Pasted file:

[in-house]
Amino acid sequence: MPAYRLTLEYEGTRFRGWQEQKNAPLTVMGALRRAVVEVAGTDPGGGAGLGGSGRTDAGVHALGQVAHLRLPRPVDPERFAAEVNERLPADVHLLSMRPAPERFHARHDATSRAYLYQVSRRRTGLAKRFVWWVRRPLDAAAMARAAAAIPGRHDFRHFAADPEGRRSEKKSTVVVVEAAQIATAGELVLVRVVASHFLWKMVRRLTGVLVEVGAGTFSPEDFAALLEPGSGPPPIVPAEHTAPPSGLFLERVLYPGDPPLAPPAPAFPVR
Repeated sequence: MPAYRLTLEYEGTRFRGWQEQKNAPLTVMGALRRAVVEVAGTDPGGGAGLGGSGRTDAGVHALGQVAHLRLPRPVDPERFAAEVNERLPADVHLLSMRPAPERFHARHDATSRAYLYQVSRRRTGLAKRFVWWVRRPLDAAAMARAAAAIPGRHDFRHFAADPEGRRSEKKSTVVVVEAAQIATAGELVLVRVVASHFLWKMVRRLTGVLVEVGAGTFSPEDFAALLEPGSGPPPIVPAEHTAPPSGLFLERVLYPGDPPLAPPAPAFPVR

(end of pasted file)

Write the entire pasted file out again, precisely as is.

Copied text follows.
[in-house]
Amino acid sequence: MPAYRLTLEYEGTRFRGWQEQKNAPLTVMGALRRAVVEVAGTDPGGGAGLGGSGRTDAGVHALGQVAHLRLPRPVDPERFAAEVNERLPADVHLLSMRPAPERFHARHDATSRAYLYQVSRRRTGLAKRFVWWVRRPLDAAAMARAAAAIPGRHDFRHFAADPEGRRSEKKSTVVVVEAAQIATAGELVLVRVVASHFLWKMVRRLTGVLVEVGAGTFSPEDFAALLEPGSGPPPIVPAEHTAPPSGLFLERVLYPGDPPLAPPAPAFPVR
Repeated sequence: MPAYRLTLEYEGTRFRGWQEQKNAPLTVMGALRRAVVEVAGTDPGGGAGLGGSGRTDAGVHALGQVAHLRLPRPVDPERFAAEVNERLPADVHLLSMRPAPERFHARHDATSRAYLYQVSRRRTGLAKRFVWWVRRPLDAAAMARAAAAIPGRHDFRHFAADPEGRRSEKKSTVVVVEAAQIATAGELVLVRVVASHFLWKMVRRLTGVLVEVGAGTFSPEDFAALLEPGSGPPPIVPAEHTAPPSGLFLERVLYPGDPPLAPPAPAFPVR